Prof Rossetto notes that Tsunami and Disaster Mitigation Research Center (TDMRC) colleagues “interviewed members of the community and studied areas of Palu that saw daily coastal flooding in the aftermath of the earthquake, due to settlement of the ground. These communities were dealing with significant difficulties, oddly exacerbated by a crocodile floating in on the evening tide.” The EEFIT mission team also documented the response of urban infrastructure to natural hazards, investigating why some structures performed (i.e. stood up) better than others, and how said structures responded to multiple hazards such as ground shaking, subsidence and tsunami impact. As Prof Rossetto says, “the latter is not something we can reproduce in a laboratory, nor through computer simulation”, underlying the importance of the mission.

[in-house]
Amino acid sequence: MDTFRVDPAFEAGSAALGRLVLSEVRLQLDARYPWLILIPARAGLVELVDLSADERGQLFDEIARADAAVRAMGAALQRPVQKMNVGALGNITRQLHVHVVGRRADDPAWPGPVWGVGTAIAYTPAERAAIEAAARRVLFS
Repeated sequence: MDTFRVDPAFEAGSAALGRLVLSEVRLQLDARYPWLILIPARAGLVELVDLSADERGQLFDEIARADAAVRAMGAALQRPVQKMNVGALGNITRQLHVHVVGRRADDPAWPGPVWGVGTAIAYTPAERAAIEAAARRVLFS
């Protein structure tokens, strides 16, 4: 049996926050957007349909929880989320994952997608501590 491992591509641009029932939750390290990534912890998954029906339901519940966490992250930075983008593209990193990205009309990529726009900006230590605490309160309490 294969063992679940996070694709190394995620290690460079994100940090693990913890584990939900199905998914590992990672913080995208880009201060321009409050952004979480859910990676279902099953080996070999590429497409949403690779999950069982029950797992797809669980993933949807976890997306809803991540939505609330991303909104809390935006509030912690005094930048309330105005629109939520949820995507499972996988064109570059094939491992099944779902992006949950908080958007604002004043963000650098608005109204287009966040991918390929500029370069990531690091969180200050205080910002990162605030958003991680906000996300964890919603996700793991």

CEGE PhD student Rohit Adhikari, whose research focuses on the seismic safety of school buildings, was also part of the EEFIT mission team, helping to provide insight to charity Save the Children regarding improved resilience of Sulawesi schools. Rohit commented that the field visit was a “unique opportunity to witness and understand how school buildings suffer damage in an earthquake. The failure modes and damage mechanisms in the buildings are of invaluable importance because these will compliment my analytical prediction of the failure mechanisms that I have been developing using numerical modelling techniques.”


Maldives Building Regulatory Capacity Assessment – First Workshop